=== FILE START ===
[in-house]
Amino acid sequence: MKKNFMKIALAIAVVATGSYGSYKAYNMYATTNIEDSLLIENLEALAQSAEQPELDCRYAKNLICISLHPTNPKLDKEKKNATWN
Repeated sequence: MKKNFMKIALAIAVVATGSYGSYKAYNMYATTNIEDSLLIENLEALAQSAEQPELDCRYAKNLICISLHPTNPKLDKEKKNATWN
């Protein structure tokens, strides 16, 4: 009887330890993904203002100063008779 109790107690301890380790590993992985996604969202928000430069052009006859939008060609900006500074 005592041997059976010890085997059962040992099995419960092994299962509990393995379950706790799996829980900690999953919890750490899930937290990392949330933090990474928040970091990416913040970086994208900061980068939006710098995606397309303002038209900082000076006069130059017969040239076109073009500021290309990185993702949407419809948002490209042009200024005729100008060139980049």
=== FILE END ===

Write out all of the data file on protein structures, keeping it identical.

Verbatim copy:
[in-house]
Amino acid sequence: MKKNFMKIALAIAVVATGSYGSYKAYNMYATTNIEDSLLIENLEALAQSAEQPELDCRYAKNLICISLHPTNPKLDKEKKNATWN
Repeated sequence: MKKNFMKIALAIAVVATGSYGSYKAYNMYATTNIEDSLLIENLEALAQSAEQPELDCRYAKNLICISLHPTNPKLDKEKKNATWN
């Protein structure tokens, strides 16, 4: 009887330890993904203002100063008779 109790107690301890380790590993992985996604969202928000430069052009006859939008060609900006500074 005592041997059976010890085997059962040992099995419960092994299962509990393995379950706790799996829980900690999953919890750490899930937290990392949330933090990474928040970091990416913040970086994208900061980068939006710098995606397309303002038209900082000076006069130059017969040239076109073009500021290309990185993702949407419809948002490209042009200024005729100008060139980049």